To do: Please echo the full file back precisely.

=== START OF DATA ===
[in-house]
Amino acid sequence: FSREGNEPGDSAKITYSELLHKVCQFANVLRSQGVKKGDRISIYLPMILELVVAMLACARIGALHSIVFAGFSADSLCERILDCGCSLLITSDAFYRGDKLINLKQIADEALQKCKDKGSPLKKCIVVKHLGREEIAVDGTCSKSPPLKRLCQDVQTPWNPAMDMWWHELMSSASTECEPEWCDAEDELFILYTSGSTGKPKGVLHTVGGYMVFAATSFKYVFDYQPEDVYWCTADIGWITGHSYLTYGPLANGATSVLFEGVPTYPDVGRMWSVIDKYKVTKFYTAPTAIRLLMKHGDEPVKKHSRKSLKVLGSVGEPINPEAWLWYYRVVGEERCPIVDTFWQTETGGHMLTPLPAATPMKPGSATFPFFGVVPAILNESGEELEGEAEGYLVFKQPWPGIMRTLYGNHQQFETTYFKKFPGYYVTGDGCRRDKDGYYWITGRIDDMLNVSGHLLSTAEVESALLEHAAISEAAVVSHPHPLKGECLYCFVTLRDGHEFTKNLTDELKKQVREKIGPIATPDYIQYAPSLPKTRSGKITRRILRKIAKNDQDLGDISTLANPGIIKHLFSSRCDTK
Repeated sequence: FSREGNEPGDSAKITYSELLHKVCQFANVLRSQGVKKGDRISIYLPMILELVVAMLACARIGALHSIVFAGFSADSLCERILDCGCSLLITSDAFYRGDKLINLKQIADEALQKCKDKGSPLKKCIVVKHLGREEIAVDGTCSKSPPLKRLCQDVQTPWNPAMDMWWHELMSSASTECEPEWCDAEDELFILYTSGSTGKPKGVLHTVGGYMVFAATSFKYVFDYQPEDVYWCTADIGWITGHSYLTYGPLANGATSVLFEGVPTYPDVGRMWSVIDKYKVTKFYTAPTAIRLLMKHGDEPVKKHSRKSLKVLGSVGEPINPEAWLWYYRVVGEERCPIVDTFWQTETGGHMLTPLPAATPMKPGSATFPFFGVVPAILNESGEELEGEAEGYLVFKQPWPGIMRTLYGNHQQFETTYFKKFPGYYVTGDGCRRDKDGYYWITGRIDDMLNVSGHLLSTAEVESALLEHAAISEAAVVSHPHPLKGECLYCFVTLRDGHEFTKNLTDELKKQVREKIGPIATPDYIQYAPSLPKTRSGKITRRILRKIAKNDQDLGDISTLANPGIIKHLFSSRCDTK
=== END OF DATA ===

[in-house]
Amino acid sequence: FSREGNEPGDSAKITYSELLHKVCQFANVLRSQGVKKGDRISIYLPMILELVVAMLACARIGALHSIVFAGFSADSLCERILDCGCSLLITSDAFYRGDKLINLKQIADEALQKCKDKGSPLKKCIVVKHLGREEIAVDGTCSKSPPLKRLCQDVQTPWNPAMDMWWHELMSSASTECEPEWCDAEDELFILYTSGSTGKPKGVLHTVGGYMVFAATSFKYVFDYQPEDVYWCTADIGWITGHSYLTYGPLANGATSVLFEGVPTYPDVGRMWSVIDKYKVTKFYTAPTAIRLLMKHGDEPVKKHSRKSLKVLGSVGEPINPEAWLWYYRVVGEERCPIVDTFWQTETGGHMLTPLPAATPMKPGSATFPFFGVVPAILNESGEELEGEAEGYLVFKQPWPGIMRTLYGNHQQFETTYFKKFPGYYVTGDGCRRDKDGYYWITGRIDDMLNVSGHLLSTAEVESALLEHAAISEAAVVSHPHPLKGECLYCFVTLRDGHEFTKNLTDELKKQVREKIGPIATPDYIQYAPSLPKTRSGKITRRILRKIAKNDQDLGDISTLANPGIIKHLFSSRCDTK
Repeated sequence: FSREGNEPGDSAKITYSELLHKVCQFANVLRSQGVKKGDRISIYLPMILELVVAMLACARIGALHSIVFAGFSADSLCERILDCGCSLLITSDAFYRGDKLINLKQIADEALQKCKDKGSPLKKCIVVKHLGREEIAVDGTCSKSPPLKRLCQDVQTPWNPAMDMWWHELMSSASTECEPEWCDAEDELFILYTSGSTGKPKGVLHTVGGYMVFAATSFKYVFDYQPEDVYWCTADIGWITGHSYLTYGPLANGATSVLFEGVPTYPDVGRMWSVIDKYKVTKFYTAPTAIRLLMKHGDEPVKKHSRKSLKVLGSVGEPINPEAWLWYYRVVGEERCPIVDTFWQTETGGHMLTPLPAATPMKPGSATFPFFGVVPAILNESGEELEGEAEGYLVFKQPWPGIMRTLYGNHQQFETTYFKKFPGYYVTGDGCRRDKDGYYWITGRIDDMLNVSGHLLSTAEVESALLEHAAISEAAVVSHPHPLKGECLYCFVTLRDGHEFTKNLTDELKKQVREKIGPIATPDYIQYAPSLPKTRSGKITRRILRKIAKNDQDLGDISTLANPGIIKHLFSSRCDTK